Skip to content

Less study, more action on harbour: KPMG tells City

Sault Ste. Marie “must stop studying and start implementing” plans for an improved regional harbour, Sudbury-based KPMG consultant Oscar Poloni told City Council Monday.

Sault Ste. Marie “must stop studying and start implementing” plans for an improved regional harbour, Sudbury-based KPMG consultant Oscar Poloni told City Council Monday.

Poloni made the pitch for Council to approve next steps in moving the massive concept forward, joined by Transportation/Infrastructure Committee (TIC) Chair Don Mitchell.
Poloni pointed out the need for a new harbour (to be located near Essar Steel Algoma (shown) and split in two parts, one for the steelmaker and the second for other stakeholders such as Tenaris Algoma Tubes), the cost of its’ construction (approximately $120 million, in government and private sector funding), as well as what the economic price would be if the project does not go ahead.
The City itself has identified development of a new harbour facility as Sault Ste. Marie’s greatest infrastructure need, and Council approved taking those “next steps.”
Among them are discussions with Essar Steel Algoma, which has already expressed its’ support for the harbour concept, discussions with all other potential harbour users, consultations with First Nations, and highlighting the need for a harbour in applying for government funding.
The report from KPMG states current shipping facilities are in poor operating condition and in a state of disrepair.
It highlights the need for the harbour to help companies, especially Essar and Tenaris, to considerably ramp up their production in the future when the current steelmaking slump turns around, and ship out their goods. New businesses, such as aggregate, slag and salt transport businesses, would also benefit.
Poloni told Council that, along with private sector funding for the $120 million project, there are government funding envelopes available, such as the federal government’s Building Canada Fund and provincial funding through the Northern Ontario Growth Plan.
The report states the harbour would create or retain 600 jobs.
“This is the economic rationale,” Poloni told Council, pointing out the $121 million expenditure would soon pay for itself in increased production and jobs.
He emphasized that without the harbour, firms such as Essar and Tenaris would be left behind in their quest to increase production, and the community would suffer a loss of jobs.
When questioned by Ward One Councillor Paul Christian if low water levels are a concern, Poloni agreed that “water depths have been an issue,” but said that only adds to the urgency of beginning the project.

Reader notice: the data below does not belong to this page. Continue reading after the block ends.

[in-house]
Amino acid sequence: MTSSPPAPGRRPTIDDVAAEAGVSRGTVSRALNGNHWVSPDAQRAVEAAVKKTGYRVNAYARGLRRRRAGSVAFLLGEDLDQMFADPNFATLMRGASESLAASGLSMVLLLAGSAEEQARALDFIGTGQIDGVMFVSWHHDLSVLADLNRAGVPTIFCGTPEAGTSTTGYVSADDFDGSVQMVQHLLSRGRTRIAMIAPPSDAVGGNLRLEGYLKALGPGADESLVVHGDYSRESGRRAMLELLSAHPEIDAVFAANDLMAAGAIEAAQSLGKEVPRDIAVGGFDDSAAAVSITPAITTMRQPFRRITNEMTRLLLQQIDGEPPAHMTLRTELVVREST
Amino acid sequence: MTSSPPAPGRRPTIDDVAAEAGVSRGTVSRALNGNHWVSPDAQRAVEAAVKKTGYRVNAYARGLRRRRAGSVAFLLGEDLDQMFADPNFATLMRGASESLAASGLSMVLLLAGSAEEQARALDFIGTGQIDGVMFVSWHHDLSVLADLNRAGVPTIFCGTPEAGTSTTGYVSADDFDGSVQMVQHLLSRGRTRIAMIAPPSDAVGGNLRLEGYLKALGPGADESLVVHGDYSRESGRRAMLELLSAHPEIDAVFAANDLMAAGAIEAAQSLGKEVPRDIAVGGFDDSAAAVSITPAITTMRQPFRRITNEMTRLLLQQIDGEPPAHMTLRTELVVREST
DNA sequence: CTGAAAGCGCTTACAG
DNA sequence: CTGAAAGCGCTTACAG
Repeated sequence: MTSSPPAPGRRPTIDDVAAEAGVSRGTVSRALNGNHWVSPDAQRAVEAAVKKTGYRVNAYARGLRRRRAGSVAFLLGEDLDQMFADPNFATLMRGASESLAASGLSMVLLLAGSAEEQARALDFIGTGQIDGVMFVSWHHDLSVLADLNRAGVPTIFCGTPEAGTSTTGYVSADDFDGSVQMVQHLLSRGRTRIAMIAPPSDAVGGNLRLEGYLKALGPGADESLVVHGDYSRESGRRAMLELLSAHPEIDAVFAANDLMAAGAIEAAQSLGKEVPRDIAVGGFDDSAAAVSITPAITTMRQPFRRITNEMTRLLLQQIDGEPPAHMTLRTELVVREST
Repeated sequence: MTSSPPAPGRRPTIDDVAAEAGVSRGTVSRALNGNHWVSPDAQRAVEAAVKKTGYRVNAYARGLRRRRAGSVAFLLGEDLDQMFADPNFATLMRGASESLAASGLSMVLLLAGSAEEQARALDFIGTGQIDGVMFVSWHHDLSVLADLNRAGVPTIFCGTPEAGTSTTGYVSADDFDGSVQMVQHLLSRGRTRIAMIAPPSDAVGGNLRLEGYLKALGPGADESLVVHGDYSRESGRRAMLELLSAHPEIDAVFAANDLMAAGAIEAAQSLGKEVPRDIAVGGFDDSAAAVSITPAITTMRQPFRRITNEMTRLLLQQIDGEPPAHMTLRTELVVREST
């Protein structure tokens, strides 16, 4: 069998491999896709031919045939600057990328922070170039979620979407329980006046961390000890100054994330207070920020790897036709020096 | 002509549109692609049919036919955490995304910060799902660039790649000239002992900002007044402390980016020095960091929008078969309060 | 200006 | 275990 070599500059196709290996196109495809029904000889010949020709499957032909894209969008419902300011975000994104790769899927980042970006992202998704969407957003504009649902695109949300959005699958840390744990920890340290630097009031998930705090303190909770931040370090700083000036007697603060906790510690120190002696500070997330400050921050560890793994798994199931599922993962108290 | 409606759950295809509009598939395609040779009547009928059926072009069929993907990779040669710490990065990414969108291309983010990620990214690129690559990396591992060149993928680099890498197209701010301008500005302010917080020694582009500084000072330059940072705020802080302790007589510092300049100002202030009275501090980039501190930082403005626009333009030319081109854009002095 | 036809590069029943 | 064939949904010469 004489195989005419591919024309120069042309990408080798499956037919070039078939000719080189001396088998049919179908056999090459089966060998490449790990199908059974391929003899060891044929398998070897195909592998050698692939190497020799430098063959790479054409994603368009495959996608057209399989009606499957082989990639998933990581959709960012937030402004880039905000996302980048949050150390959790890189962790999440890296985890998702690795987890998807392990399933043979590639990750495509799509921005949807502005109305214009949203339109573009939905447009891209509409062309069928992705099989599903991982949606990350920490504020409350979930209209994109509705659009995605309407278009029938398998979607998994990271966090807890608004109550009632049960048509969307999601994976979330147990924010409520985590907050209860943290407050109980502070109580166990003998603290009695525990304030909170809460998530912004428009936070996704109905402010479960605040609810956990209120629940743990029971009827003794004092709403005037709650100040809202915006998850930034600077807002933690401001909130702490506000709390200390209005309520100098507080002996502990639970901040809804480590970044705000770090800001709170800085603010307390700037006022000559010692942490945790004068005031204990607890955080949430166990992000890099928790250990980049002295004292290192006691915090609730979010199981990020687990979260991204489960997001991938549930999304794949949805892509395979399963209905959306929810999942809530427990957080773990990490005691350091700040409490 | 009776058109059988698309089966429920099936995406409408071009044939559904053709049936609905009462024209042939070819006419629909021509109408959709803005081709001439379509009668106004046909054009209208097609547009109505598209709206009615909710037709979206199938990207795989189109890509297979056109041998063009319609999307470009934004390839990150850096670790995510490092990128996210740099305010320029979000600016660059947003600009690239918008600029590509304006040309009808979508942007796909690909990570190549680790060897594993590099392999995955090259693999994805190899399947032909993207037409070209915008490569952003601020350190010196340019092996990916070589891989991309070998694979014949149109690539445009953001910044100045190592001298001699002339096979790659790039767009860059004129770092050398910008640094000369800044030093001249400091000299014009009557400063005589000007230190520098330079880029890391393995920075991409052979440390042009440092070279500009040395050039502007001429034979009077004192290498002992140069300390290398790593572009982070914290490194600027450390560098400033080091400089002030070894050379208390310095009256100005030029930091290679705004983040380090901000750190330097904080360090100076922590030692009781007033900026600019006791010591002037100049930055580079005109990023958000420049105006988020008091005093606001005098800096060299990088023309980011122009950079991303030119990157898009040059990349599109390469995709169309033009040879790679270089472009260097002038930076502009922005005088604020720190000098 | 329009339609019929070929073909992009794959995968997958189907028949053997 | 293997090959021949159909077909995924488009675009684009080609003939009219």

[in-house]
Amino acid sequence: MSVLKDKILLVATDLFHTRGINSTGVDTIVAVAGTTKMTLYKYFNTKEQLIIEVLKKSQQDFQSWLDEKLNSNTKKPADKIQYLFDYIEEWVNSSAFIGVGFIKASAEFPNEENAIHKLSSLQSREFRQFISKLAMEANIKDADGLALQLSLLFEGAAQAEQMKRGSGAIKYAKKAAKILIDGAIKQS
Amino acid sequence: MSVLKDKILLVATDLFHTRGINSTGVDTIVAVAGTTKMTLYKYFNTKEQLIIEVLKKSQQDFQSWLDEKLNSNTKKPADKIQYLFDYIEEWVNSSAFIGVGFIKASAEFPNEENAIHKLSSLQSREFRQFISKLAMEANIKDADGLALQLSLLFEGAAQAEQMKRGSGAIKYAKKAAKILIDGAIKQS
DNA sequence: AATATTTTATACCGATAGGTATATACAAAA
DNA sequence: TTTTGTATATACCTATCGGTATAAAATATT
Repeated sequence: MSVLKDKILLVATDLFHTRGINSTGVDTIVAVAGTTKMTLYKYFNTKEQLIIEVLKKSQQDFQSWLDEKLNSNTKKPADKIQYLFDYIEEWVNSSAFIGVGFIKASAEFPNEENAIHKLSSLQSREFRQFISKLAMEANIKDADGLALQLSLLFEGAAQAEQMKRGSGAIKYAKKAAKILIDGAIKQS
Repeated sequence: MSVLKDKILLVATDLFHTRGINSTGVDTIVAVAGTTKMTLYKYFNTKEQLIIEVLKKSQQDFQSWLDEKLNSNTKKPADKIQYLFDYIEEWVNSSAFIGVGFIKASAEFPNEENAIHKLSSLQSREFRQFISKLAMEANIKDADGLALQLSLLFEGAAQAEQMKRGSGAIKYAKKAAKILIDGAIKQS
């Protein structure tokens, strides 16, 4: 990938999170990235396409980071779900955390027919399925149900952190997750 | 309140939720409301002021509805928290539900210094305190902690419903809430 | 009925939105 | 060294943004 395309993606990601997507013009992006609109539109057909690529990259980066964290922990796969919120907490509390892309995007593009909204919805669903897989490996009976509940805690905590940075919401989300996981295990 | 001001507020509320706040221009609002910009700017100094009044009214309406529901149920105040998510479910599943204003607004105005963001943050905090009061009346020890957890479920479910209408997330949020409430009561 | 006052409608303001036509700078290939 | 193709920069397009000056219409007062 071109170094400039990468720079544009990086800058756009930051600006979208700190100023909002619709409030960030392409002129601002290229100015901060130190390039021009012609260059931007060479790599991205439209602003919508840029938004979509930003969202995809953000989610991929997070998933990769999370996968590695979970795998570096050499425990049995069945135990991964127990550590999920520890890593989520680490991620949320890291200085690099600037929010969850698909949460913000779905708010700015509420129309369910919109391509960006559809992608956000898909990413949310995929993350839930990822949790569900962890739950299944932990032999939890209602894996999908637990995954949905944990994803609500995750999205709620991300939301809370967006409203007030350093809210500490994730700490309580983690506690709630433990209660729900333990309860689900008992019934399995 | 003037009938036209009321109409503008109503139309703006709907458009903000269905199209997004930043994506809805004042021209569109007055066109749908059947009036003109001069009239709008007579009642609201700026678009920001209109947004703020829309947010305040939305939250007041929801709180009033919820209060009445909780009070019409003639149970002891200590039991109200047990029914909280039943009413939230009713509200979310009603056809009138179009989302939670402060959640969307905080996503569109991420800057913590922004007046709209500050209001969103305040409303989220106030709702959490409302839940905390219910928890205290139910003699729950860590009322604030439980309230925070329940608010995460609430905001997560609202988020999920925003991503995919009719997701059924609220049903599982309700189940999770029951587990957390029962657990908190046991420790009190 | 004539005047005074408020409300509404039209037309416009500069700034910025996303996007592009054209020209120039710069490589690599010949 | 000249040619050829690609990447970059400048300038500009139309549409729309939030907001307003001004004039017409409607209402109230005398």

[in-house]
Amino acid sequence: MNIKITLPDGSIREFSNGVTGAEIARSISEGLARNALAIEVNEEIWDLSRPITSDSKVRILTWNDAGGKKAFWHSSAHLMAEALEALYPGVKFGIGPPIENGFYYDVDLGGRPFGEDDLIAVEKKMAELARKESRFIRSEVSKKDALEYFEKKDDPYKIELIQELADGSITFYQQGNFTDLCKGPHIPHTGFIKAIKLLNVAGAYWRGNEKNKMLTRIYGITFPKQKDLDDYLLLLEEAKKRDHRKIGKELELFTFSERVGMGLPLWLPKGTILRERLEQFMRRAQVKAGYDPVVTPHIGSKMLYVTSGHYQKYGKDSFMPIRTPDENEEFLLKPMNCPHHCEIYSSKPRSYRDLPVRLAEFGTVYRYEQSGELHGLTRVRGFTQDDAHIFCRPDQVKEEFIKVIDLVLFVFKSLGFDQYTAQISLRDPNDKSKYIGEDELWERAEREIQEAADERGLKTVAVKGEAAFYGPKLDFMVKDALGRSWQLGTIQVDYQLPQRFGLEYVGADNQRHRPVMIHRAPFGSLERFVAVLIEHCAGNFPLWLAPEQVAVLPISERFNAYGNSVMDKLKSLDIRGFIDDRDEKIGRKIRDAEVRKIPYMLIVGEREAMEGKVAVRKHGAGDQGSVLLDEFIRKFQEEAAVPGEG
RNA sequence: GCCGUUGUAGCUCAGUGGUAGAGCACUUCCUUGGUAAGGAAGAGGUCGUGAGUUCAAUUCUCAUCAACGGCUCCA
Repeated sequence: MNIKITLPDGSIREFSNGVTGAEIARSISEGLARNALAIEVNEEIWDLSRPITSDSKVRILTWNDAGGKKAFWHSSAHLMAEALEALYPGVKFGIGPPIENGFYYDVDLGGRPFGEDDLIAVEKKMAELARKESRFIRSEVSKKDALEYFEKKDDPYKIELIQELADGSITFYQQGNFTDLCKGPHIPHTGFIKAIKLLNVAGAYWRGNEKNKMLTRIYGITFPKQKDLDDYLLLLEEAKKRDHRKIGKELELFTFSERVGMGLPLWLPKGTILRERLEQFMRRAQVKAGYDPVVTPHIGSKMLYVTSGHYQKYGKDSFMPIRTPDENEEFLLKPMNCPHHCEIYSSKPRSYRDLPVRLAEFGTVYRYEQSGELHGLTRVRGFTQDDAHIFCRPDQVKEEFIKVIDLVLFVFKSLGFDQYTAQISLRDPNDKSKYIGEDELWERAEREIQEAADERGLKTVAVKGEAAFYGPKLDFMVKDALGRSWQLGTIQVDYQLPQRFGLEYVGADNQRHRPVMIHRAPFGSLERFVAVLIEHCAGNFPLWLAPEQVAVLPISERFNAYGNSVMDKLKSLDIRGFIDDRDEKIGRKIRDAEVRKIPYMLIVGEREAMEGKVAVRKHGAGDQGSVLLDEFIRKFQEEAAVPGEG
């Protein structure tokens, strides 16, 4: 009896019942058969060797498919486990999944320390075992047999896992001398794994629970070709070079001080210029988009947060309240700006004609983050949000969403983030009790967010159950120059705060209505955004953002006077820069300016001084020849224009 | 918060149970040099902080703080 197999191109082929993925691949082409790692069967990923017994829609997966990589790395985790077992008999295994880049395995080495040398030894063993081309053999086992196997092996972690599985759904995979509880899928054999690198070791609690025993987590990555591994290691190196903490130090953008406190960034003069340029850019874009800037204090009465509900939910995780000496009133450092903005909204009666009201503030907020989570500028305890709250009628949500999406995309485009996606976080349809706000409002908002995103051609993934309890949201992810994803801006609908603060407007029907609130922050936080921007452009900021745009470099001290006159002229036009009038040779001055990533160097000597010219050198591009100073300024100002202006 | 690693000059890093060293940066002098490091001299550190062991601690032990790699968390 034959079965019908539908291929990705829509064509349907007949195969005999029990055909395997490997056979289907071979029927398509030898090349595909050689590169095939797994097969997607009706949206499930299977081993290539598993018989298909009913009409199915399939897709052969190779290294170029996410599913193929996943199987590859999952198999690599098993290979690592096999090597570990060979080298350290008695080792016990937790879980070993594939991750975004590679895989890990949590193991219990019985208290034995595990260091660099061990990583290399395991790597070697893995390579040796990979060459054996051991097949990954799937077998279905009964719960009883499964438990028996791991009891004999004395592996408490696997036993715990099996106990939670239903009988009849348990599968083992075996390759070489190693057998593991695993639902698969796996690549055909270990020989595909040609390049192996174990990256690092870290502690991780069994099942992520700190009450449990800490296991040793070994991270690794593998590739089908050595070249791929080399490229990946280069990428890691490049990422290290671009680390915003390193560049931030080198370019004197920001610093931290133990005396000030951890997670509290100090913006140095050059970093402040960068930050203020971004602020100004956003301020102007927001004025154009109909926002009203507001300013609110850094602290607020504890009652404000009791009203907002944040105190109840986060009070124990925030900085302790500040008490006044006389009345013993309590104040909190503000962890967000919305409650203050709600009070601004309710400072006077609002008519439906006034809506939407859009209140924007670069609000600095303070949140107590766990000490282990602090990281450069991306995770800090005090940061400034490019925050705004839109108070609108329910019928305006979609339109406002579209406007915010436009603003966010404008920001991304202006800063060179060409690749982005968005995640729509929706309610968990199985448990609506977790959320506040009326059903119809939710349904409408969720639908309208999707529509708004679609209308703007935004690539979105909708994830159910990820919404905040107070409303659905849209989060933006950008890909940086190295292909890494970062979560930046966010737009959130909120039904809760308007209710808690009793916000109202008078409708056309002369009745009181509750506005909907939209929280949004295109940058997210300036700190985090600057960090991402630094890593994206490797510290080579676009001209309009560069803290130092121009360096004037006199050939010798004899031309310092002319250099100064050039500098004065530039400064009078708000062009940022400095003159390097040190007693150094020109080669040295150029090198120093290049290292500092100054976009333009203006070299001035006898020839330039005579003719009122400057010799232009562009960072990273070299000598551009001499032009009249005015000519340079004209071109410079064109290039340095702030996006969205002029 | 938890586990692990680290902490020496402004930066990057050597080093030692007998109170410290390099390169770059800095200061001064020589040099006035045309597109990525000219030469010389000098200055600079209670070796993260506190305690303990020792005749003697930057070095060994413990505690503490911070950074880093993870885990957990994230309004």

“If you do dredging now, you’ll be farther ahead,” Poloni said.
Mitchell told the media after gaining Council’s approval to proceed with the project’s next phase “the price we’re going to pay (if the harbour is not built) is loss of jobs.”
“If we cannot expand the dock, then people at Tenaris and other companies are going to be displaced, and if they’re displaced that means no growth from their standpoint. It says very clearly in the report that Tenaris is looking for a 25 to 30 percent increase, or even more, for their operation. We have to understand that in this region we go up and down according to the steel industry, or in the case of Tenaris the oil industry, but if we’re not ready for the upside when it comes, we won’t have the capacity to do it.”
Mitchell said “Essar is on side, we now have to design that port and decide what Essar needs out of this.”
Mitchell added “environmentally, some things have already been done in the area, I think we can proceed. The biggest thing is to now sit down and get the model that has to be designed to operate the public port along with the Essar port.”
As for the whopping $120 million cost, Mitchell said “over the next two to five years, we’re going to spread it out for the government. We’ll say to the government, to Essar and everyone else ‘guess what guys, we’re talking $20 million a year, not $120 million at one time. It’s the spreading out that makes it an easier pill to swallow.”
Mitchell said the estimate of 600 jobs created or retained is “low to medium,” adding there could be a great deal more employment created through the harbour.
“We do know if we don’t do it, we could lose 300 to 500 jobs.”
An enthusiastic Mitchell told reporters he is confident Sault MP Bryan Hayes will successfully spearhead the attempt to win federal funding for the harbour, adding Industry Minister Tony Clement has “spoken openly” about the harbour being a worthy project.
“I feel optimistic. I hope within two years we’re ready to start…hopefully we’ll be shovel ready within two years,” Mitchell said.


Darren Taylor

About the Author: Darren Taylor

Darren Taylor is a news reporter and photographer in Sault Ste Marie. He regularly covers community events, political announcements and numerous board meetings. With a background in broadcast journalism, Darren has worked in the media since 1996.
Read more